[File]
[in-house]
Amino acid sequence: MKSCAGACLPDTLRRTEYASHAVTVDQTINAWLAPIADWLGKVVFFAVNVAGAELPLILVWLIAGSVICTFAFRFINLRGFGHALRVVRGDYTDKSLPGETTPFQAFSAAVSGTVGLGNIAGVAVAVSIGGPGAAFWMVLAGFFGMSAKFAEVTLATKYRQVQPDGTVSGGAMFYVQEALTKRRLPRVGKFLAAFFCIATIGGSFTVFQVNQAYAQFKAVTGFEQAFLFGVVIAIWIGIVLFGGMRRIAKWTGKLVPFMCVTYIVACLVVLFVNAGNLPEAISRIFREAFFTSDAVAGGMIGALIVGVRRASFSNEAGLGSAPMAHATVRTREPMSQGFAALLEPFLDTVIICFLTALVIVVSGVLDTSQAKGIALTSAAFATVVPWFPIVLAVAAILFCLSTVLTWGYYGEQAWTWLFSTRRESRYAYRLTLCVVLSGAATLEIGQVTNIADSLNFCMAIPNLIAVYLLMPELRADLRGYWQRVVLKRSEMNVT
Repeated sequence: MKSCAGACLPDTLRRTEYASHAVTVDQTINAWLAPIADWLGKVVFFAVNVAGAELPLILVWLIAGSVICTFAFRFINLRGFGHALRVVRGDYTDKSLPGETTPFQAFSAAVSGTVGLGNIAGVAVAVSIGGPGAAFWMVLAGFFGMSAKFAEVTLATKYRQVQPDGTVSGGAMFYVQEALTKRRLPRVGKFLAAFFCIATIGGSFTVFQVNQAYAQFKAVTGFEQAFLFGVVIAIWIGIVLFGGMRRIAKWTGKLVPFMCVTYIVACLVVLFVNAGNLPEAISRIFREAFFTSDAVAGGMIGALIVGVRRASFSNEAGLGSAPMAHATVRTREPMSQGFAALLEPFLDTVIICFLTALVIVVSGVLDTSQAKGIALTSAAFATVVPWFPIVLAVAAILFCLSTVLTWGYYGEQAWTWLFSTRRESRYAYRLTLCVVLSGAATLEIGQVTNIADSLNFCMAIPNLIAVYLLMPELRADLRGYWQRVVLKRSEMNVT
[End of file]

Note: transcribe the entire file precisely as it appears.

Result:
[in-house]
Amino acid sequence: MKSCAGACLPDTLRRTEYASHAVTVDQTINAWLAPIADWLGKVVFFAVNVAGAELPLILVWLIAGSVICTFAFRFINLRGFGHALRVVRGDYTDKSLPGETTPFQAFSAAVSGTVGLGNIAGVAVAVSIGGPGAAFWMVLAGFFGMSAKFAEVTLATKYRQVQPDGTVSGGAMFYVQEALTKRRLPRVGKFLAAFFCIATIGGSFTVFQVNQAYAQFKAVTGFEQAFLFGVVIAIWIGIVLFGGMRRIAKWTGKLVPFMCVTYIVACLVVLFVNAGNLPEAISRIFREAFFTSDAVAGGMIGALIVGVRRASFSNEAGLGSAPMAHATVRTREPMSQGFAALLEPFLDTVIICFLTALVIVVSGVLDTSQAKGIALTSAAFATVVPWFPIVLAVAAILFCLSTVLTWGYYGEQAWTWLFSTRRESRYAYRLTLCVVLSGAATLEIGQVTNIADSLNFCMAIPNLIAVYLLMPELRADLRGYWQRVVLKRSEMNVT
Repeated sequence: MKSCAGACLPDTLRRTEYASHAVTVDQTINAWLAPIADWLGKVVFFAVNVAGAELPLILVWLIAGSVICTFAFRFINLRGFGHALRVVRGDYTDKSLPGETTPFQAFSAAVSGTVGLGNIAGVAVAVSIGGPGAAFWMVLAGFFGMSAKFAEVTLATKYRQVQPDGTVSGGAMFYVQEALTKRRLPRVGKFLAAFFCIATIGGSFTVFQVNQAYAQFKAVTGFEQAFLFGVVIAIWIGIVLFGGMRRIAKWTGKLVPFMCVTYIVACLVVLFVNAGNLPEAISRIFREAFFTSDAVAGGMIGALIVGVRRASFSNEAGLGSAPMAHATVRTREPMSQGFAALLEPFLDTVIICFLTALVIVVSGVLDTSQAKGIALTSAAFATVVPWFPIVLAVAAILFCLSTVLTWGYYGEQAWTWLFSTRRESRYAYRLTLCVVLSGAATLEIGQVTNIADSLNFCMAIPNLIAVYLLMPELRADLRGYWQRVVLKRSEMNVT